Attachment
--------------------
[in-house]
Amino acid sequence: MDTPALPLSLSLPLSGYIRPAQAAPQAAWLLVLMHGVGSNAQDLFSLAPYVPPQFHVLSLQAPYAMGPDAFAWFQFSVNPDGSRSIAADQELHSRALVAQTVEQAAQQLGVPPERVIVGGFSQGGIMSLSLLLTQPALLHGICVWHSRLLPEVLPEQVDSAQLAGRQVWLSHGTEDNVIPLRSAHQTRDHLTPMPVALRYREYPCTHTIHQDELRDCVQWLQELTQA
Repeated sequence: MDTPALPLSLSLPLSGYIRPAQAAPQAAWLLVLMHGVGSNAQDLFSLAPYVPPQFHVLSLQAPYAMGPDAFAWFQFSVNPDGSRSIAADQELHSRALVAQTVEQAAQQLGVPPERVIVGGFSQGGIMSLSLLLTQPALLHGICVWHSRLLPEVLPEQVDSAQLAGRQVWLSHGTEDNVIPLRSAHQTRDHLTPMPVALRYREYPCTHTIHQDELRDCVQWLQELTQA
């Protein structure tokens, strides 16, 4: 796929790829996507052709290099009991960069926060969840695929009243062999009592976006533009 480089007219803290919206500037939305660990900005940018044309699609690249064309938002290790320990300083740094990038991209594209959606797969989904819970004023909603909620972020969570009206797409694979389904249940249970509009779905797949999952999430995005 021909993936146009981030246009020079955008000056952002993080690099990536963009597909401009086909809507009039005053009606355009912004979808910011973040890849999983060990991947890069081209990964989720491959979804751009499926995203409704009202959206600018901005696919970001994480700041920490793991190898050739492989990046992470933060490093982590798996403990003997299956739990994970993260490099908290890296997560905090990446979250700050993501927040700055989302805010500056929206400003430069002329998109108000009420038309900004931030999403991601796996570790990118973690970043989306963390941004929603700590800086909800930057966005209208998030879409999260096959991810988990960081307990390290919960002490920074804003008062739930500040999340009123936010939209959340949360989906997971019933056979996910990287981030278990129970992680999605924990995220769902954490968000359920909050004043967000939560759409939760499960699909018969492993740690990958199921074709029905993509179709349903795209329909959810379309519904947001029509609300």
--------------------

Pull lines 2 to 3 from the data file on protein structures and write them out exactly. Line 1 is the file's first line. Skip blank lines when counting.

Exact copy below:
Amino acid sequence: MDTPALPLSLSLPLSGYIRPAQAAPQAAWLLVLMHGVGSNAQDLFSLAPYVPPQFHVLSLQAPYAMGPDAFAWFQFSVNPDGSRSIAADQELHSRALVAQTVEQAAQQLGVPPERVIVGGFSQGGIMSLSLLLTQPALLHGICVWHSRLLPEVLPEQVDSAQLAGRQVWLSHGTEDNVIPLRSAHQTRDHLTPMPVALRYREYPCTHTIHQDELRDCVQWLQELTQA
Repeated sequence: MDTPALPLSLSLPLSGYIRPAQAAPQAAWLLVLMHGVGSNAQDLFSLAPYVPPQFHVLSLQAPYAMGPDAFAWFQFSVNPDGSRSIAADQELHSRALVAQTVEQAAQQLGVPPERVIVGGFSQGGIMSLSLLLTQPALLHGICVWHSRLLPEVLPEQVDSAQLAGRQVWLSHGTEDNVIPLRSAHQTRDHLTPMPVALRYREYPCTHTIHQDELRDCVQWLQELTQA